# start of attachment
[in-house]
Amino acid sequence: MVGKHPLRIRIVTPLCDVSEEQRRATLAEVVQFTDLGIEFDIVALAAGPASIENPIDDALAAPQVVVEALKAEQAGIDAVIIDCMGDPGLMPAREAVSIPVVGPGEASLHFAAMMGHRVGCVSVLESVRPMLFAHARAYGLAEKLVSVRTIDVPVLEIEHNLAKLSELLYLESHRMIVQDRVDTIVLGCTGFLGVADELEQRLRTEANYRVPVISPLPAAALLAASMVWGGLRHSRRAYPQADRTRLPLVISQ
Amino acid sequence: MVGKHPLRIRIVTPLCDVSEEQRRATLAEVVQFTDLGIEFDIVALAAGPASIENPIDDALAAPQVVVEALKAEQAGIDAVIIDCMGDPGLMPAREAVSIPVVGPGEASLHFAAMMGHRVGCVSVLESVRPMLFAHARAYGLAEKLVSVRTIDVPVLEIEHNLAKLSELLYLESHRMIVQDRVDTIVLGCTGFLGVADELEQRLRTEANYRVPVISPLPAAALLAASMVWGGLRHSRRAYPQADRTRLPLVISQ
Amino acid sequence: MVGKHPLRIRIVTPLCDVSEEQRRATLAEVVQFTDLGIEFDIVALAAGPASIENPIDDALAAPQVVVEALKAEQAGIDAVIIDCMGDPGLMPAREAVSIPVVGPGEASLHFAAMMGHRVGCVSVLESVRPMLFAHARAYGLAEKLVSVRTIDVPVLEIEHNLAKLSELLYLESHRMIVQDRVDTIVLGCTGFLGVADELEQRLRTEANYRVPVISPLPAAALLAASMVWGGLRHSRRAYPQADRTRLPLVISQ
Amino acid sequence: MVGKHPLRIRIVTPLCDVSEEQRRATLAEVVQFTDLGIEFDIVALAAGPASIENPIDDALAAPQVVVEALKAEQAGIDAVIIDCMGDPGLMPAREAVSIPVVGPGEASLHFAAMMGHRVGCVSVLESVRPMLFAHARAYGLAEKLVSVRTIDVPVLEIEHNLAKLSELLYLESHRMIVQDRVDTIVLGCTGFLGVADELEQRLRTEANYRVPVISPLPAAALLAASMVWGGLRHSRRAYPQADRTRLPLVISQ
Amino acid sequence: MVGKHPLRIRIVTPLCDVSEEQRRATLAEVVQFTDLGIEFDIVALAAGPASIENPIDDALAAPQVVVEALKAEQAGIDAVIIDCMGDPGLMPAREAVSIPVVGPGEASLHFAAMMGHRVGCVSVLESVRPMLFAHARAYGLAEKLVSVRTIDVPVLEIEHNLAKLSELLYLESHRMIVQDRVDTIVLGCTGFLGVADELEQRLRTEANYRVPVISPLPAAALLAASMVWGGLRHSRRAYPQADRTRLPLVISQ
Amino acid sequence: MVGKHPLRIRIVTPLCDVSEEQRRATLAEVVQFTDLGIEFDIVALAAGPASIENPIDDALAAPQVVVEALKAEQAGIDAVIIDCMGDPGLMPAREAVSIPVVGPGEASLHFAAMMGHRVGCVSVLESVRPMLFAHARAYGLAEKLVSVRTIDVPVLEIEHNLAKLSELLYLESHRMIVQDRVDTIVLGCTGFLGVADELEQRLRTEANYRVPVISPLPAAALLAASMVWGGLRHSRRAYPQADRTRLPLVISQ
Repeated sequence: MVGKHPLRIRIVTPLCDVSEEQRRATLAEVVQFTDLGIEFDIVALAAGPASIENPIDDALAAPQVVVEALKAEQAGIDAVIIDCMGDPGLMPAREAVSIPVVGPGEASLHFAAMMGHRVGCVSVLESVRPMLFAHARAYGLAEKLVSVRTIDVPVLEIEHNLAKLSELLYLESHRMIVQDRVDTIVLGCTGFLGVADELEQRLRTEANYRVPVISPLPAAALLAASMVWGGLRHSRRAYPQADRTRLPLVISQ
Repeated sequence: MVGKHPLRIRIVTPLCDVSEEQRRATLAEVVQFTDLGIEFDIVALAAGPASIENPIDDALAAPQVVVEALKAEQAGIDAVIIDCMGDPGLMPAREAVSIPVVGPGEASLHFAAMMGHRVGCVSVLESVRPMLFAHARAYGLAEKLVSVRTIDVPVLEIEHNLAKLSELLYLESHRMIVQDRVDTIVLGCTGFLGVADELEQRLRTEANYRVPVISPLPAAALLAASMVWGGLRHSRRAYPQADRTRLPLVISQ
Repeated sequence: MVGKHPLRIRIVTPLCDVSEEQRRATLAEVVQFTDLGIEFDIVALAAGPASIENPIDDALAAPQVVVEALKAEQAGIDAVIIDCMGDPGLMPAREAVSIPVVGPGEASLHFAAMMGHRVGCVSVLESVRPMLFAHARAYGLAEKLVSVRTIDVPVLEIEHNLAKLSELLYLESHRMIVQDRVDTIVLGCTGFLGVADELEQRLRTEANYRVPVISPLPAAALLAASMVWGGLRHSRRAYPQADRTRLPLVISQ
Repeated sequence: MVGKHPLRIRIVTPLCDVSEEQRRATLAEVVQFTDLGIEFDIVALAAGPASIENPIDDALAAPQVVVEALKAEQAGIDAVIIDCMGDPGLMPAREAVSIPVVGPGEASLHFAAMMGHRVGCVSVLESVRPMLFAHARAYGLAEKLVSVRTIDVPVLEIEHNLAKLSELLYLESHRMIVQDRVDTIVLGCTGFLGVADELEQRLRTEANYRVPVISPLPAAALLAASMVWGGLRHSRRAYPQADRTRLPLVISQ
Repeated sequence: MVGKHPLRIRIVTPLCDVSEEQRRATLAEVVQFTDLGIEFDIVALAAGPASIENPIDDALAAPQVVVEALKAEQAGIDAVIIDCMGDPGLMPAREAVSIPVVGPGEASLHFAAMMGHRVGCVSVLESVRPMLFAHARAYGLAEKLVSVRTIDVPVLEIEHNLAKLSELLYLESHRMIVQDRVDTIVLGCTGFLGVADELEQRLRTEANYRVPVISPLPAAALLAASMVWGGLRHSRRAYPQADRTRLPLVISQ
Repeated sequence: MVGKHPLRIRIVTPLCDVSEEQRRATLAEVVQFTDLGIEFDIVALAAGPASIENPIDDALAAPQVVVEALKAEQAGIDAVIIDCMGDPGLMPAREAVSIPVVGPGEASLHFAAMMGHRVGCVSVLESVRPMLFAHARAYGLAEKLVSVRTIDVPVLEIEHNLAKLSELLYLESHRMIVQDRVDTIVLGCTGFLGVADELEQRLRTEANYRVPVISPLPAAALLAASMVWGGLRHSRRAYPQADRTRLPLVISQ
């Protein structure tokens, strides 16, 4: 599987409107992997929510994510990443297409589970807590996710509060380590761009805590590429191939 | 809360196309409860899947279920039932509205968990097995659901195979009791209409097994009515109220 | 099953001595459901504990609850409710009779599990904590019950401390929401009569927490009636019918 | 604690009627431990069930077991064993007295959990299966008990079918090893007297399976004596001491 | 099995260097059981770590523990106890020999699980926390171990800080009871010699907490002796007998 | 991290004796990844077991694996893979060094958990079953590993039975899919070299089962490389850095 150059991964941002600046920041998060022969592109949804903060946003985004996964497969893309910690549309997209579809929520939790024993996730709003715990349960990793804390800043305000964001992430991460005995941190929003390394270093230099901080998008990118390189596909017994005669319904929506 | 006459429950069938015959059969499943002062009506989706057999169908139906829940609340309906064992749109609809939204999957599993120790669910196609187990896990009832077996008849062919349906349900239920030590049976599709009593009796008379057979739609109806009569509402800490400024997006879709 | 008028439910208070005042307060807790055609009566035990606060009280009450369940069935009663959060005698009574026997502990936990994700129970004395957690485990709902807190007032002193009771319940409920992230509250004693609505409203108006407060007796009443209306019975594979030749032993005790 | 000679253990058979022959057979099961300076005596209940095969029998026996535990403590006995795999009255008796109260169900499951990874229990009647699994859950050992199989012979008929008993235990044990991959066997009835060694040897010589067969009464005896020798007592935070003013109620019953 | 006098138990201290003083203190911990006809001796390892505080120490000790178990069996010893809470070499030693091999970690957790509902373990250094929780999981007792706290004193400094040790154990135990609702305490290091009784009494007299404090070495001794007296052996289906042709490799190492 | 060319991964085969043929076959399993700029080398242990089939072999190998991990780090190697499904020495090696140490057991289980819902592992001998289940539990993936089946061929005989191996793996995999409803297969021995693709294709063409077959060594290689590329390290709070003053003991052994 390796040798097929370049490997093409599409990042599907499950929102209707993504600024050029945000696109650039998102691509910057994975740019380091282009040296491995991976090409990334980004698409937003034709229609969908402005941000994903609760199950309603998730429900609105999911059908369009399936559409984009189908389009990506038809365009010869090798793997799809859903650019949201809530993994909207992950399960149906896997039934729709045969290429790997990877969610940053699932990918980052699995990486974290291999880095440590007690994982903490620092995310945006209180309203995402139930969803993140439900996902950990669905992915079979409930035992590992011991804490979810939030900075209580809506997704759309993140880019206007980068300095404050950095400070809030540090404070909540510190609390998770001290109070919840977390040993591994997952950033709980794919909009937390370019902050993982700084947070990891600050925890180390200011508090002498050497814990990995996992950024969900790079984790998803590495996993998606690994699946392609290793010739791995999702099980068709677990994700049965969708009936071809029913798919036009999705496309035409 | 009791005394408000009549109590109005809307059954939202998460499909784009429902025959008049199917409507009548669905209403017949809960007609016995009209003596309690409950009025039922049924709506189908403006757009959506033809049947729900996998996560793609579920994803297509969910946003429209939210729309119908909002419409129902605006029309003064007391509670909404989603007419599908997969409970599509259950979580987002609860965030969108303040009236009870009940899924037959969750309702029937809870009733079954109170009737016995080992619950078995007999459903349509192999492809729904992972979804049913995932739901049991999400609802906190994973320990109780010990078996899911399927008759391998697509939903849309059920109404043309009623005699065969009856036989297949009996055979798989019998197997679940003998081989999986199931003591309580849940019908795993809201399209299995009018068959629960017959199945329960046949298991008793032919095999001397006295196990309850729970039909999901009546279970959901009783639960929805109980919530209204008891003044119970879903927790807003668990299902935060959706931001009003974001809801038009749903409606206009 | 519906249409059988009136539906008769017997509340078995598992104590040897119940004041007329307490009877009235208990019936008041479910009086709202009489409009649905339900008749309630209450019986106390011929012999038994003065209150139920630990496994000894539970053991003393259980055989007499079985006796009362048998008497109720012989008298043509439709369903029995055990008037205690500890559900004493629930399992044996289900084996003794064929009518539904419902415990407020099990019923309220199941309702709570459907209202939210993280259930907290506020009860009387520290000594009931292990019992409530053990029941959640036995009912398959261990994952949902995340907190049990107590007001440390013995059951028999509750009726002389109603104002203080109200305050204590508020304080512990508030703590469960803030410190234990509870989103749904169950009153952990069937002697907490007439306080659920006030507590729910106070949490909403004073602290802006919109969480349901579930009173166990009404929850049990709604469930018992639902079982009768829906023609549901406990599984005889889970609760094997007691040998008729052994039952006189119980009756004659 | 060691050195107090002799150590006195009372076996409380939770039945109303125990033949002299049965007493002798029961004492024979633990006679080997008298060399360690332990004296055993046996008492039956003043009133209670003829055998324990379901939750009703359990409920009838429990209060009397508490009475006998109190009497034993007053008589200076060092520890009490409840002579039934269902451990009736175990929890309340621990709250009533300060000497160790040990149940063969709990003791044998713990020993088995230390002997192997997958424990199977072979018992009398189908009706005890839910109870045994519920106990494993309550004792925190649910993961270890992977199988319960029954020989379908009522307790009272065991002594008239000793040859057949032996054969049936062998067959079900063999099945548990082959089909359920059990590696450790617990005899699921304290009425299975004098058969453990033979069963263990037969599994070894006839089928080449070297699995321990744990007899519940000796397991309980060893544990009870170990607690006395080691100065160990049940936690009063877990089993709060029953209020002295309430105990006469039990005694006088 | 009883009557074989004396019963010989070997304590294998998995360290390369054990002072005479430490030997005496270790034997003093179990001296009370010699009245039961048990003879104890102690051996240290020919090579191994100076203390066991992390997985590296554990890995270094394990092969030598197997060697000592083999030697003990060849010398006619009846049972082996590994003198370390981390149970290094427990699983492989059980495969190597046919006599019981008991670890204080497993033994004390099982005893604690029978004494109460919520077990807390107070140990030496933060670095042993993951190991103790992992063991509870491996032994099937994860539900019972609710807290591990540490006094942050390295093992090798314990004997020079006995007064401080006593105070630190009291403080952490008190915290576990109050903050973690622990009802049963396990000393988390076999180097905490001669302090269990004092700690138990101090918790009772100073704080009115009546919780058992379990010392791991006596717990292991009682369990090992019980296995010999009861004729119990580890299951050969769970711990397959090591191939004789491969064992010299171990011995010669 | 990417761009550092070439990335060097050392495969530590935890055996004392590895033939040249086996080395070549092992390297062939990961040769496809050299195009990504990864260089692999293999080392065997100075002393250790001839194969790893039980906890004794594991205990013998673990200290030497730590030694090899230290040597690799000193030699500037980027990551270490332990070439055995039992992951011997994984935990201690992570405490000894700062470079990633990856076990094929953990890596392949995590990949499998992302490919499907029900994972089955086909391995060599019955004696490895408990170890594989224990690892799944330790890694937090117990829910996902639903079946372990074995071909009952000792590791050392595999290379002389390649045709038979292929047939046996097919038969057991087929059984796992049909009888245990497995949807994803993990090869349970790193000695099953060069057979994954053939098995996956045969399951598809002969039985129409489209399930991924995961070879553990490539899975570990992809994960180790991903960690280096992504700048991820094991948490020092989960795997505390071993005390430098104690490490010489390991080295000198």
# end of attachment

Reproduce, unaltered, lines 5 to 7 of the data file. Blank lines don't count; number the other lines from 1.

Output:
Amino acid sequence: MVGKHPLRIRIVTPLCDVSEEQRRATLAEVVQFTDLGIEFDIVALAAGPASIENPIDDALAAPQVVVEALKAEQAGIDAVIIDCMGDPGLMPAREAVSIPVVGPGEASLHFAAMMGHRVGCVSVLESVRPMLFAHARAYGLAEKLVSVRTIDVPVLEIEHNLAKLSELLYLESHRMIVQDRVDTIVLGCTGFLGVADELEQRLRTEANYRVPVISPLPAAALLAASMVWGGLRHSRRAYPQADRTRLPLVISQ
Amino acid sequence: MVGKHPLRIRIVTPLCDVSEEQRRATLAEVVQFTDLGIEFDIVALAAGPASIENPIDDALAAPQVVVEALKAEQAGIDAVIIDCMGDPGLMPAREAVSIPVVGPGEASLHFAAMMGHRVGCVSVLESVRPMLFAHARAYGLAEKLVSVRTIDVPVLEIEHNLAKLSELLYLESHRMIVQDRVDTIVLGCTGFLGVADELEQRLRTEANYRVPVISPLPAAALLAASMVWGGLRHSRRAYPQADRTRLPLVISQ
Amino acid sequence: MVGKHPLRIRIVTPLCDVSEEQRRATLAEVVQFTDLGIEFDIVALAAGPASIENPIDDALAAPQVVVEALKAEQAGIDAVIIDCMGDPGLMPAREAVSIPVVGPGEASLHFAAMMGHRVGCVSVLESVRPMLFAHARAYGLAEKLVSVRTIDVPVLEIEHNLAKLSELLYLESHRMIVQDRVDTIVLGCTGFLGVADELEQRLRTEANYRVPVISPLPAAALLAASMVWGGLRHSRRAYPQADRTRLPLVISQ